In allying himself with the province’s conservatives on most issues Arthur was following the instructions he had been given in London. But these instructions had been prepared before the Colonial Office realized that Head had deliberately underestimated the extent of the discontent in the colony, and after the rebellion the Colonial Office stressed the need to reconcile the moderate reformers who had been alienated by Head’s partisanship. Arthur, too, soon came to believe that disaffection was more widespread than Head had indicated, but feared that the number of reformers “decidedly attached to British Connexion” was “limited.” En route to Upper Canada in March 1838 he had visited the home of Governor William Learned Marcy of New York where he met Marshall Spring Bidwell*, a meeting which convinced him that the “real object of the leaders” of the reform party was “the subversion of the Government.” Although he was prepared to allow the majority of Canadian refugees in the United States to return to Upper Canada, he would not encourage Bidwell to return from the exile into which he had unfairly been forced by Head. Arthur also supported Head’s refusal to reinstate George Ridout*, a known reformer, as a district judge and he declined to restore James Scott Howard* to the office of postmaster of Toronto, even though there was no evidence that Howard was linked to the rebellion. Arthur justified his policy by arguing that it was important not to annoy the “loyal population” since upon them “I must mainly depend for the protection of this Province.” He surrounded himself with advisers associated with the old “family compact,” such as John Beverley Robinson, Christopher Alexander Hagerman*, and John Macaulay. He even reappointed Head’s secretary, John Joseph, as his own, though he soon replaced him with Macaulay. Although claiming that he sought “Recruits” from among the moderate reformers, Arthur, in fact, made no serious effort to do so, thus confirming the suspicion of moderates such as Egerton Ryerson* that he was not to be trusted.
Arthur also antagonized many colonists by his cool and aloof manner. A devout evangelical, he preferred to abstain “from all public amusements” and refused to patronize activities, such as horse-racing, of which he disapproved. He normally dressed in dark clothes and entertained reluctantly. Like many evangelicals, he was extremely conservative in his political and social views. But he also embraced the evangelical commitment to the doctrine of “imperial trusteeship.” In Honduras he had espoused the cause of the slaves and the native peoples. In Van Diemen’s Land he issued a proclamation warning the settlers that he would prosecute those who committed acts of aggression against the rapidly declining aboriginal population but, because of pressure from the colonists, he decided to remove the natives from the settled areas of the colony and thus inadvertently contributed to the extinction of the very people he sought to help. In Upper Canada he also revealed a genuine concern for the welfare of the “much ill used” native peoples. In September 1838 he visited the Six Nations Indians, who had loyally responded to his request for military assistance during the Short Hills affair, and he promised to prevent any further alienation of their land without their consent. That December he instructed the provincial secretary, Richard Alexander Tucker*, to examine how intruders upon Indian lands could be summarily removed and two years later he argued that the Ojibwas of the Saugeen (Bruce) Peninsula should be given additional compensation for the land that Head had persuaded them to surrender to the government in 1836. Yet Arthur’s ultimate concern, like that of most evangelicals and indeed of most men of the time, was not to preserve the Indians’ culture but to ease their total assimilation into white society.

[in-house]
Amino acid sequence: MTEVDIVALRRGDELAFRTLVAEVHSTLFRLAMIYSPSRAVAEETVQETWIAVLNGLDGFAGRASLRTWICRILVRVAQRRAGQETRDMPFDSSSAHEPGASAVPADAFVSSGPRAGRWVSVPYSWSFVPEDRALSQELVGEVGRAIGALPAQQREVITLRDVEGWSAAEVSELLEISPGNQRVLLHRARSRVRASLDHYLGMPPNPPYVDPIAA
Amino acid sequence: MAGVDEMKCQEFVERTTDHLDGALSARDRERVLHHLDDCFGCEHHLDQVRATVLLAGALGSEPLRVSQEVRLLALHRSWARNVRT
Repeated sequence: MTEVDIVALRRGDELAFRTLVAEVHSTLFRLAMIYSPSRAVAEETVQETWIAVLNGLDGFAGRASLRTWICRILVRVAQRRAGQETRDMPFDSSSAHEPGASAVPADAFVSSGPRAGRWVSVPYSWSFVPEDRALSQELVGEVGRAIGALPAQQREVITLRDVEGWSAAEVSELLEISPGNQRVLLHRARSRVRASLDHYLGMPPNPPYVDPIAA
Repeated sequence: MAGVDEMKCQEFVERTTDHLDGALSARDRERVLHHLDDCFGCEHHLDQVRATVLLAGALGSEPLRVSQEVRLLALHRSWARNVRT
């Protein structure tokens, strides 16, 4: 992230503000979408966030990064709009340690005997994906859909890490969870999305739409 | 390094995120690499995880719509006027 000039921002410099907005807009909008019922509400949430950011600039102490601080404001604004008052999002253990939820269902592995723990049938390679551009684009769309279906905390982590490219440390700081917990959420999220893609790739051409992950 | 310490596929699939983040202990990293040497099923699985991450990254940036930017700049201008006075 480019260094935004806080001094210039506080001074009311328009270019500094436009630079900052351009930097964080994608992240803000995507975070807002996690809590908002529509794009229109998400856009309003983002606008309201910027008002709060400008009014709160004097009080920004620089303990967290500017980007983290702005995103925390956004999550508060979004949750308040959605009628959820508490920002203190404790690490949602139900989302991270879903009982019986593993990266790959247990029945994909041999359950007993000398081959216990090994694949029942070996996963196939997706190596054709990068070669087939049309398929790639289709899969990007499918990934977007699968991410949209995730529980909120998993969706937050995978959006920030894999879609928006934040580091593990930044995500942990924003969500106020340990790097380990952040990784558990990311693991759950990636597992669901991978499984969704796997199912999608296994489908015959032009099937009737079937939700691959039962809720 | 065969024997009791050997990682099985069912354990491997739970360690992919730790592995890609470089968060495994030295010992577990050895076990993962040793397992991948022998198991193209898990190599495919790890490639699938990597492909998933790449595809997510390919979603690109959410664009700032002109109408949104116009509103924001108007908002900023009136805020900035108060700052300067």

As a devout evangelical, Arthur was also determined to assist the activities of the Church of England, including its missionary efforts. He corresponded with the archbishop of Canterbury and with the bishop of London and, according to George Ryerson*, travelled in Upper Canada “with two and sometimes three Episcopal ministers.” His relations with Archdeacon John Strachan* of Toronto were less cordial. In 1838 he supported Strachan’s imminent appointment as the first bishop of Upper Canada solely because Strachan was willing to serve without an additional salary. During 1839 and 1840 the two men quarrelled violently over educational policy as Arthur proposed diverting funds from King’s College (University of Toronto) to Upper Canada College, and in 1840 Arthur privately rebuked Strachan for publicly opposing government policy. Arthur also disagreed with Strachan’s efforts to secure all the funds arising from the sale of the clergy reserves for the Church of England, but he himself favoured the Anglican church and seriously underestimated the degree of resentment which had developed in Upper Canada against its privileged position. He approved of former lieutenant governor Sir John Colborne’s unpopular decision to endow 44 rectories for the Church of England, the legality of which had been affirmed in January 1838 while Arthur was en route to Canada. His own efforts to resolve the clergy reserves issue were well intentioned but naïve. In 1839 he persuaded the Upper Canadian legislature to pass a bill reinvesting the reserves in the crown, but his critics legitimately viewed the proposed division of the reserves by an Anglican-dominated British parliament as unfairly benefiting the established church. Arthur’s Clergy Reserves Bill was disallowed in London on technical grounds and his intervention simply added to the distrust in which he was held by the reformers. So did his support for Wesleyan Methodists connected with the conservative British Wesleyan Conference instead of for the more numerous members of the Canada Conference led by Egerton Ryerson and his brothers William* and John*.